Silence is Michelle Sagara's first book in the new Queen of the Dead
urban fantasy series. As most of you know, I'm not a huge fan of urban
fantasy, but I love Michelle's other fantasy books, so I decided to give
this one a try.
The main story revolves around Emma, who lost her father a while ago,
and has recently lost her boyfriend in an accident. Grief-stricken,
she's taken to visiting the graveyard at night to relax. However, on
this night, she's not alone. Erik, a new student at her school, is
there, and he's hunting Necromancers--people who can use the power of
the dead to essentially perform magic. The only problem is that Emma is
beginning to show signs that she could be a Necromancer herself.
The book continues with Emma coming into her power, Erik constantly on
edge waiting for her to become what he fears the most, all while they
try to help a four-year-old boy escape an eternity trapped in the house
fire that killed him. And, oh yeah, the real Necromancers show up to try
to bring Emma to their side.
The book has the standard urban fantasy feel--a darker atmosphere, some
harsh realities about life and death, etc. The only paranormal touch is
the existence of the dead and how they are used and how they interact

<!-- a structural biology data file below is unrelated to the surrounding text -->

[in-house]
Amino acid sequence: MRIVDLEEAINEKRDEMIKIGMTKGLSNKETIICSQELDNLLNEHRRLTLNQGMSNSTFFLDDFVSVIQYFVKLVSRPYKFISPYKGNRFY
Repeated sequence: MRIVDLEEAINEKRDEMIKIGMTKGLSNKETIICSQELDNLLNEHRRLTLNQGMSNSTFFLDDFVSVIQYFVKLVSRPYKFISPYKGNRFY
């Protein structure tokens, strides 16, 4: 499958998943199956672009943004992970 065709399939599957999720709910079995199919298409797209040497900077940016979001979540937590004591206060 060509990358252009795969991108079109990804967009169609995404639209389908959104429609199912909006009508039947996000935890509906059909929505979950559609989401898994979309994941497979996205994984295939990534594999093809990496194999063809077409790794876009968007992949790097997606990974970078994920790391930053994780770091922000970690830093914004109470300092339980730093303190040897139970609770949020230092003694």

with the world. There is no hint of other creatures, such as vampires,
werewolves, etc. Because of the ages of the characters, this also has a
significant YA feel to it. I thought Emma, Erik, and there rest of their
friends were especially well drawn out and their interactions with each
other were realistic and believable. I especially liked Michael's
character--an autistic friend who ends up being more significant than
most of Emma's other friends.
I did have some issues: There was a strong case of "we aren't going to
tell you" here, meaning that Emma is trying to figure out her new world
as it changes, Erik (and others) have answers, but they refuse to tell
her for no real or apparent reason whatsoever. I find this
annoying--just TELL ME ALREADY!--especially when one of the characters
literally says that what Emma doesn't know can kill her . . . so why not
tell her and forewarn her! I so no reason they couldn't, except it
meant that there would be no "mystery" about her power anymore and that
might cut the dramatic tension.
Another issue was that I'm still not quite certain exactly how Emma's
power works in the end. I read the scenes where she's figuring things
out a couple of times and I still don't understand what it is that she's
doing. The Necromancers power is kind of obvious, and Emma is not doing
what they're doing, but I don't see the "rules" that Emma is operating
under and how it all ties together. Granted, she's new at this and those
rules probably aren't clear to anyone, but I should still get a "feel"
for those rules, more so than I got here. I assume that what she has
become will be made clearer in future books.
So, overall, I thought it was a good entry into the urban fantasy field,
but I have to say the "just tell me already" aspects of the story were a
significant drawback, more frustrating than mysterious for me. I'll be
reading the sequels when they arrive, but I much prefer (not
surprisingly) Michelle's epic fantasy.